As I waxed lyrical above, the next stop on the NASCAR circus is beautiful Sonoma Raceway nestled in the golden wine country of Northern California. The track itself is 2.52-mile long track with over 160 feet of elevation change as it winds through the 12-turn course. For NASCAR, though, the course is modified to a 10-turn, 1.99-mile circuit. This will be Cup race number 29 at the venue, a streak that runs all the way back to 1989 and a race won by the irrepressible Ricky Rudd. Last year’s race was won by Tony Stewart, the 49th and final victory of his illustrious 18-year, 618-race career at the top echelon, in a thrilling finish with a last corner pass on Denny Hamlin. Pass, of course, would be the technical term for what happened but slam into the pit road retaining wall after Hamlin overdrove the corner would be more accurate. Specifics aside, it was a hugely popular victory for the veteran driver, snapping a winless streak that extended back to the first Dover race of the 2013 season. With a road course – a roval – now slated for the 2018 playoffs, this race and the one at Watkins Glen become even more important as there are direct playoff implications. Either way, this one is always a fun one. I can’t wait.

FOUR: JGR Wins Are Coming

One of the burgeoning themes this season is when Joe Gibbs Racing will break through and pick up its first Cup win of the year. Likely no one feels this more than Kyle Busch, who, for just the second time in his career, has led multiple laps in six straight races. On the previous occasion that this happened, the 2015 Cup champion won twice. This time around, no dice, much to his immense chagrin. I’ve said it before and I’m sure I’ll say it again: seeing Kyle Busch react to a second-place finish is absolutely appointment viewing. After a sluggish start to 2018, JGR appears to be on the upswing and surely it is just a matter of time before the win happens. Perhaps it will come as soon as this weekend with either Denny Hamlin going one better than last year’s first loser spot or Kyle Busch who has two Sonoma wins (2008 and 2015) under his belt. Stay tuned, folks. It’s a-coming.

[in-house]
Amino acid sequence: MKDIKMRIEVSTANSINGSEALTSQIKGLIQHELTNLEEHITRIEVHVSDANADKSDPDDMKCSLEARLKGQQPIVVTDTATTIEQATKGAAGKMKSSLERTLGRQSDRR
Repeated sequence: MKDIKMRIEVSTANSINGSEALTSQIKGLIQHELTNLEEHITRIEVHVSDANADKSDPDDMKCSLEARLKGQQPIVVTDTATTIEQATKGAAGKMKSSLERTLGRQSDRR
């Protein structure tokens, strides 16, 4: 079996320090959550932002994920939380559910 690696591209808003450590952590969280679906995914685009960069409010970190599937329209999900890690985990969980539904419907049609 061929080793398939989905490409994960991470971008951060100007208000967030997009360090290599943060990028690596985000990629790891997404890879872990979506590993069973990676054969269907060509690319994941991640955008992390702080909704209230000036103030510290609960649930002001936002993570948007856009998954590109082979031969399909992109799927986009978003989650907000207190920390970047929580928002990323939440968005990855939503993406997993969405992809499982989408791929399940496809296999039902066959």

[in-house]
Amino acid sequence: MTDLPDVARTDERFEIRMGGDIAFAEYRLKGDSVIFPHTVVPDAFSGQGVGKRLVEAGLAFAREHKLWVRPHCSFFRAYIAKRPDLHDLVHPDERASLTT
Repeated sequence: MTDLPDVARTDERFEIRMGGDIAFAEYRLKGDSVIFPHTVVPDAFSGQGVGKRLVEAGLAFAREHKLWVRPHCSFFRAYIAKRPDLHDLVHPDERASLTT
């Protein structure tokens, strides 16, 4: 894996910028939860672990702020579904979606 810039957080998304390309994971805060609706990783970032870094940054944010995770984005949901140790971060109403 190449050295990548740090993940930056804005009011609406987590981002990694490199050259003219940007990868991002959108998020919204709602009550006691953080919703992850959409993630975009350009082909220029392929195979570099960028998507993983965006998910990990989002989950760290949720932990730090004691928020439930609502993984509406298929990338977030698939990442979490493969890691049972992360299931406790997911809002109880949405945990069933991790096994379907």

FIVE: Boogity, Boogity Bye Bye

And finally, this week, just one more race remains on the FOX Sports docket before broadcasting duties for the final 19 races passes over to the NBC Sports team. Over the years, I’ve written a fair bit about the sometimes bombastic, typically in your face style of broadcasting employed by FOX. This year, though, I feel like it’s been less grating. Who knows? Maybe I’m just mellowing with my increasing age. I will certainly miss the dulcet tones of the calm and knowledgeable host, Mike Joy, who is a true gentleman. And I’ll also miss Jeff Gordon, who is an insightful and fun color commentator. Gordon’s recent driving knowledge and deep, personal relationships in the garage add much to the broadcasts, and he is nearly always the first to discern and dissect what exactly happened after a big wreck. So in the words of the excellent Larry Mac, pull those belts down tight one more time, team Fox. Here’s hoping they finish up in 2017 with a brilliant race this Sunday afternoon.

About the author

Danny starts his 12th year with Frontstretch in 2018, writing the Tuesday signature column 5 Points To Ponder. An English transplant living in San Francisco, by way of New York City, he’s had an award-winning marketing career with some of the biggest companies sponsoring sports. Working with racers all over the country, his freelance writing has even reached outside the world of racing to include movie screenplays.